Armijo v. Flansas

Filing 8

ORDER by Magistrate Judge William P. Lynch granting 3 Motion to Extend. Motion to remand due 9/5/2017. (mej)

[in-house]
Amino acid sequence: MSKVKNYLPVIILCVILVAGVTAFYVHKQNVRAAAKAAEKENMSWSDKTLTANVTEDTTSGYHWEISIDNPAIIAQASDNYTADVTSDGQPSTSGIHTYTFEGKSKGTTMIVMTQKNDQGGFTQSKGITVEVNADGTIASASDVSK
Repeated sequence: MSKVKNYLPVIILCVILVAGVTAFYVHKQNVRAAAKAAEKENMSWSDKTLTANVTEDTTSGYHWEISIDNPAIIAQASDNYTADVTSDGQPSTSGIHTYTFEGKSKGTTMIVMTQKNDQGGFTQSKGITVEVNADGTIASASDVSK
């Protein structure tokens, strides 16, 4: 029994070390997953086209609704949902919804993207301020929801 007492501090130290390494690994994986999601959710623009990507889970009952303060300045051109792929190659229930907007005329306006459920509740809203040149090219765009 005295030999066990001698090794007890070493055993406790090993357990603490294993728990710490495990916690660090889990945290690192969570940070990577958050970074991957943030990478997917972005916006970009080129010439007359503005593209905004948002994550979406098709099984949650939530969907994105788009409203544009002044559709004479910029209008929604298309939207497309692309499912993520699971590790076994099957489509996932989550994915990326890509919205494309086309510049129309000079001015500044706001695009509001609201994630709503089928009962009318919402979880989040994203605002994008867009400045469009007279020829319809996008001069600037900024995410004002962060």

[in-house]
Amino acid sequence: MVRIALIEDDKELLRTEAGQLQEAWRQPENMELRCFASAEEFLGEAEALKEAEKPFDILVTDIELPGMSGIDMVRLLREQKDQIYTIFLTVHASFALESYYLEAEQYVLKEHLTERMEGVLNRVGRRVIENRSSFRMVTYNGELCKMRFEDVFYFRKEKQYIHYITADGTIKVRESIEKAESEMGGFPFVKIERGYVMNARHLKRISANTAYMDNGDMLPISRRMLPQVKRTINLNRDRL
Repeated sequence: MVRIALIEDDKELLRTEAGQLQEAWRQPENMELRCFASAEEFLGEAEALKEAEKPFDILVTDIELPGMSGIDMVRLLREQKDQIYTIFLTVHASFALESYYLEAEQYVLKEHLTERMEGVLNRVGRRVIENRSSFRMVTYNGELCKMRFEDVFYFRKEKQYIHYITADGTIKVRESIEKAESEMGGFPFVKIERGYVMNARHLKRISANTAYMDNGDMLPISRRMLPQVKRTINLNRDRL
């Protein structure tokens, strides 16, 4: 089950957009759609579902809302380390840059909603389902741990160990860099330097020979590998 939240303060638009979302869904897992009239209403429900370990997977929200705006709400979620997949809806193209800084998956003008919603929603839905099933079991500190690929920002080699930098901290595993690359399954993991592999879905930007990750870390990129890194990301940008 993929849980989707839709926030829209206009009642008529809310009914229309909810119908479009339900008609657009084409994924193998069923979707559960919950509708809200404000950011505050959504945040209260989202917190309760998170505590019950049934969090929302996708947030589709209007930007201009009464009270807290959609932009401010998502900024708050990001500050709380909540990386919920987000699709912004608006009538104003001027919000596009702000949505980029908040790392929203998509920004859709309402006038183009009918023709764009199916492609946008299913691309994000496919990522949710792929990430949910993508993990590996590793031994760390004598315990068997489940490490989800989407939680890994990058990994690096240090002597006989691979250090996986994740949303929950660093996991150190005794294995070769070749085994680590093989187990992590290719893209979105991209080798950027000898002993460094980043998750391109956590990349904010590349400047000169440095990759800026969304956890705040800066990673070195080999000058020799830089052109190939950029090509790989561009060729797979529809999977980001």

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IN THE UNITED STATES DISTRICT COURT FOR THE DISTRICT OF NEW MEXICO AMANDA ARMIJO, Plaintiff, v. 17cv665 LF/WPL ERLINDA FLANSAS, Defendant. ORDER GRANTING MOTION TO EXTEND TIME Plaintiff Amanda Armijo filed a Motion for Extension of Time to File Motion to Remand. (Doc. 3.) I expedited briefing on the matter. (Doc. 4.) Having reviewed the briefing and the relevant law, the motion for extension of time to file motion to remand is granted as explained below. This case presents a unique procedural posture: Defendant Erlinda Flansas, who was at all relevant times an employee of the State of New Mexico and is sued in her individual capacity for actions taken allegedly during the course and scope of her employment, filed a Notice of Removal on June 22, 2017, despite not being effectively served. (See Doc. 3 at 1.) Under New Mexico law, when an “officer, official or employee of the state . . . is named a party defendant, service of process shall be made on the officer, official or employee and on the attorney general.” NMSA 1978 § 38-1-17(D). The parties agree that Armijo effectively served the Attorney General on May 9, 2017 (see Doc. 5 at 1), and attempted, but failed, to serve Flansas. Nonetheless, the Attorney General’s Office forwarded the complaint to the New Mexico Risk Management Division, which then forwarded the complaint to counsel for Flansas. (Id. at 12.) Flansas then filed her Notice of Removal. The issue before me now is whether to grant Armijo’s motion to extend time to file a motion to remand. A motion to remand, except on the basis of subject matter jurisdiction, must be filed within thirty days after the filing of the notice of removal. 28 U.S.C. § 1447(c). The parties have not presented, and am I not aware of, any authority rendering the thirty day limit jurisdictional or otherwise not amenable to an extension of time under Federal Rule of Civil Procedure 6(b), which provides that a court may, “for good cause, extend the time” for a party to act, when “an act may or must be done within a specified time.” When a motion or request is made before the original time expires, the court may act purely for good cause. FED. R. CIV. P. 6(b)(1)(A). If, however, the motion is made after the time to act has expired, the movant must show excusable neglect. FED. R. CIV. P. 6(b)(1)(B). The Rule specifically prohibits a court from extending the time to act under “Rules 50(b) and (d), 52(b), 59(b), (d), and (e), and 60(b).” FED. R. CIV. P. 6(b)(2). The list does not include a motion to remand under 28 U.S.C. § 1447(c). Given the broad nature of Rule 6(b), I conclude that courts do have the authority to extend the time in which to file a motion to remand. Under Rule 6(a)(1)(A), the counting period does not include the day triggering the period—that is, the day on which the notice of removal was filed. Excluding June 22, 2017, Armijo had thirty days to file her motion to remand. The motion to extend time was file on July 21, 2017, or the twenty ninth day. Therefore, Armijo’s request to extend time was filed before the expiration of the time in which to file a motion to remand. Accordingly, Armijo’s motion could be granted purely on a showing of good cause. This brings us to the crux of the issue: good cause. Armijo argues that she needs the extension to investigate whether Flansas’s notice of removal was timely under 28 U.S.C. § 1446(b)(1). Flansas contends that a motion to remand on that basis would be futile because she was never properly served and the thirty-day limitation in § 1446(b)(1) was never triggered. 2 Flansas further contends that Murphy Bros., Inc. v. Michette Pipe Stringing, Inc., 526 U.S. 344, 347-48 (1999), is fully dispositive of the issue. In Murphy Bros., the Supreme Court held that “a named defendant’s time to remove is triggered by simultaneous service of the summons and complaint, or receipt of the complaint, ‘through service or otherwise,’ after and apart from service of the summons, but not by mere receipt of the complaint unattended by any formal service.” 526 U.S. at 347-48. The parties do not discuss whether Flansas has been served with the summons, but it is clear that she received a copy of the complaint from the Attorney General’s Office. Under the facts provided, I cannot say that Murphy Bros. completely precludes the motion to remand because I do not know when or if Flansas received service of the summons. Given the procedurally complicated circumstances surrounding the notice of removal, and that Armijo filed her motion for extension of time before the initial time period expired, I find that good cause exists to grant the motion. Armijo may file her motion to remand, if any, no later than September 5, 2017. Briefing will then proceed pursuant D.N.M.LR-Civ. 7.4. IT IS SO ORDERED. ___________________________________ William P. Lynch United States Magistrate Judge A true copy of this order was served on the date of entry--via mail or electronic means--to counsel of record and any pro se party as they are shown on the Court’s docket. 3

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